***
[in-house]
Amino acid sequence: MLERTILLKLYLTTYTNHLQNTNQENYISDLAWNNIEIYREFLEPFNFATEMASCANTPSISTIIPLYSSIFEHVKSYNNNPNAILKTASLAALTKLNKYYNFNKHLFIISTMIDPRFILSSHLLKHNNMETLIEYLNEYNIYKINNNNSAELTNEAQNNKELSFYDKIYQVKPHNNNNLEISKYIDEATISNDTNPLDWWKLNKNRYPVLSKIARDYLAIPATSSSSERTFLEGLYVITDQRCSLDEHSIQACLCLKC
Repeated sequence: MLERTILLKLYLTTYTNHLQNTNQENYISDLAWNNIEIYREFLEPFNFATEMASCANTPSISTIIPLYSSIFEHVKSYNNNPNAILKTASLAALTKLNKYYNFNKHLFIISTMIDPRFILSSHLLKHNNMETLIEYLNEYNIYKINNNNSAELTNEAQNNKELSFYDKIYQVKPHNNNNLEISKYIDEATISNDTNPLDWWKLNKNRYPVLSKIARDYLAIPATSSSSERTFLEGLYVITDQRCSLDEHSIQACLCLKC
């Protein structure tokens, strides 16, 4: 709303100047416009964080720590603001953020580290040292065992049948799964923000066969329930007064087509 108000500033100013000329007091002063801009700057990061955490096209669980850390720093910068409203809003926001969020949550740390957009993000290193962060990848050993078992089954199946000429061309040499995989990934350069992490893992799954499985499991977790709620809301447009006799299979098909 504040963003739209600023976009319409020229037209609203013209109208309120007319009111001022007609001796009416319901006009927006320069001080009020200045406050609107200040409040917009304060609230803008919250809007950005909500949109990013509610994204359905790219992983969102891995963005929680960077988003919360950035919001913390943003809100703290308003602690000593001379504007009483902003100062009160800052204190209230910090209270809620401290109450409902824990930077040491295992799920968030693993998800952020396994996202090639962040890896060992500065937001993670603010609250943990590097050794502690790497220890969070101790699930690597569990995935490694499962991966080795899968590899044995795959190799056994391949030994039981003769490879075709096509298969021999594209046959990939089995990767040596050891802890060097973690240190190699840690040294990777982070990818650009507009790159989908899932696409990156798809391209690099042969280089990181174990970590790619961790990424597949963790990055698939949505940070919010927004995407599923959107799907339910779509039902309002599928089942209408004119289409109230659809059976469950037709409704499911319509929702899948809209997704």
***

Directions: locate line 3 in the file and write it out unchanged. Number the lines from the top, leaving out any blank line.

Repeated sequence: MLERTILLKLYLTTYTNHLQNTNQENYISDLAWNNIEIYREFLEPFNFATEMASCANTPSISTIIPLYSSIFEHVKSYNNNPNAILKTASLAALTKLNKYYNFNKHLFIISTMIDPRFILSSHLLKHNNMETLIEYLNEYNIYKINNNNSAELTNEAQNNKELSFYDKIYQVKPHNNNNLEISKYIDEATISNDTNPLDWWKLNKNRYPVLSKIARDYLAIPATSSSSERTFLEGLYVITDQRCSLDEHSIQACLCLKC